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Approximately 30% of patients with epilepsy continue to have seizures despite trying several antiepileptic drugs (AEDs). This 30% of patients is considered to have intractable epilepsy. Some of these patients can have surgery for their seizures- this is where a surgeon removes a piece of brain tissue to remove the seizure focus. This type of surgery can be very helpful—in some cases, > 70% of patients would be expected to be seizure free.
So, what about the patients who do not respond to seizure medications and also are not resective surgery candidates? What do they do? Such patients may be considered for a device to treat their seizures. A device for epilepsy is something that is placed into a patient by a surgeon. The device is programmed to perform a function that stops seizures.
Currently, there are three devices for epilepsy that are commonly discussed. Only one is FDA approved—this is the Vagus Nerve Stimulator. The other two (Deep Brain Stimulator and Neuropace) are not fully FDA approved. At this time, the Vagus Nerve Stimulator can be ordered by your clinicians. Deep Brain Stimulator and Neuropace are not fully FDA approved and are thus not available to the general public.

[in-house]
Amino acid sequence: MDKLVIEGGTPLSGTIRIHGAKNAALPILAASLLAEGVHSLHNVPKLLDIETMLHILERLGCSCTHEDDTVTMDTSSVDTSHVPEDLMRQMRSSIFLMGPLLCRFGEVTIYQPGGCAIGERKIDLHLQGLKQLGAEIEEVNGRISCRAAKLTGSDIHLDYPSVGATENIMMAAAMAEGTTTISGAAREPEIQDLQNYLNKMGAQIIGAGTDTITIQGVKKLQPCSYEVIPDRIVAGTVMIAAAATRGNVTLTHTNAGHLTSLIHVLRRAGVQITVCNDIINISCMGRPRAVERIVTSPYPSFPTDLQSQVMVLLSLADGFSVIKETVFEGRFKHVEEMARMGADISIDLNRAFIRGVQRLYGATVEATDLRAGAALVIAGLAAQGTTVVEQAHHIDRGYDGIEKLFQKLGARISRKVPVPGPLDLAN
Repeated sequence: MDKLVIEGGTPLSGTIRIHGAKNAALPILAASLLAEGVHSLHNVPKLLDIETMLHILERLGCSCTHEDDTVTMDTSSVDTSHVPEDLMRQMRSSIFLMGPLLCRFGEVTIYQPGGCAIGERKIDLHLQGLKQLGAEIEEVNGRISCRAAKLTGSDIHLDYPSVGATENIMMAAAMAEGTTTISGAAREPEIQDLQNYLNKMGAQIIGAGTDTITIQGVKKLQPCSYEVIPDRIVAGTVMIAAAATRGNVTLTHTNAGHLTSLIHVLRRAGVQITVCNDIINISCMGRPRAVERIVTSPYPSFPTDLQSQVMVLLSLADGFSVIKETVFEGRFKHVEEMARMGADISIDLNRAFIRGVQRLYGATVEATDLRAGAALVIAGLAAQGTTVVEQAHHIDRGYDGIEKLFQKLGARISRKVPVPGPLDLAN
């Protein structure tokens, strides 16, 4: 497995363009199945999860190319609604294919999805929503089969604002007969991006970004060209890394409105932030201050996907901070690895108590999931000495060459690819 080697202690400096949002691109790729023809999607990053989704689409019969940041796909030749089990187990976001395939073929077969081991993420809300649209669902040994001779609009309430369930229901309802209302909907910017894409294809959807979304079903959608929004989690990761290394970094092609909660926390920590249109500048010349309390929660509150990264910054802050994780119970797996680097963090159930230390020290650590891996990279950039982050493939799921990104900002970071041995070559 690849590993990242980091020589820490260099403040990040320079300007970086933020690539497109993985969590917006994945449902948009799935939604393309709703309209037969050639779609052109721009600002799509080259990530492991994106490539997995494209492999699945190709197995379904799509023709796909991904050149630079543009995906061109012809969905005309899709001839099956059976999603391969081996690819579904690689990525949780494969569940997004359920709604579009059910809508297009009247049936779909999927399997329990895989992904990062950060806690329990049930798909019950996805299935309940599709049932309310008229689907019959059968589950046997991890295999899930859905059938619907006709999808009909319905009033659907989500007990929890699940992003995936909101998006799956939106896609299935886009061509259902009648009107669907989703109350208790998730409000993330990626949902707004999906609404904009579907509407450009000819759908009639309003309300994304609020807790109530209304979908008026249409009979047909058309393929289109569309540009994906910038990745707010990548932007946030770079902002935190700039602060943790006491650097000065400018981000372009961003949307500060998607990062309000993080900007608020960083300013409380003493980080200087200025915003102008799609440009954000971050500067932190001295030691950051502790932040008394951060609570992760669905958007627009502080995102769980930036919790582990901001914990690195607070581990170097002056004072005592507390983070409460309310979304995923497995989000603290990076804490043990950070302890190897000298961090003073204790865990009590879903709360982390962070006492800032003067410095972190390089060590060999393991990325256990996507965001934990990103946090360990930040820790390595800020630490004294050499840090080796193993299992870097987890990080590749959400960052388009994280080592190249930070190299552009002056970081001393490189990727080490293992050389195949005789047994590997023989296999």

A brief description of each of these three devices may be of interest:
Vagus Nerve Stimulator (VNS):
Deep Brain Stimulator:
The three devices described in this article can reduce the frequency and intensity of seizure activity, but they are not expected to stop seizures completely. Obviously, this is important for patients to know. For example, the devices are not expected to stop seizures to the point where patients can drive. Placing one of the above devices may help patients reduce seizure medications. This may help with side effects. The devices would not be expected to produce the well known seizure medication side effects, such as feeling sleepy, dizzy, poor coordination (you know—feeling like you are drugged!).
Each device has its own side effects. When a patient has surgery, infection and stroke are always discussed. Fortunately, the procedures do have a very good safety records.
I will plan on going into more detail about these devices in a future article. I will review the risks and benefits in more detail.
Please comment, ask questions.
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Dr. White has been practicing as a full-time epileptologist since 1999. His practice focuses on optimizing the diagnosis and treatment of patients with seizure disorders. Dr. White’s special interests include patient education, improving the side-effect profile of seizure medications, and epilepsy surgery.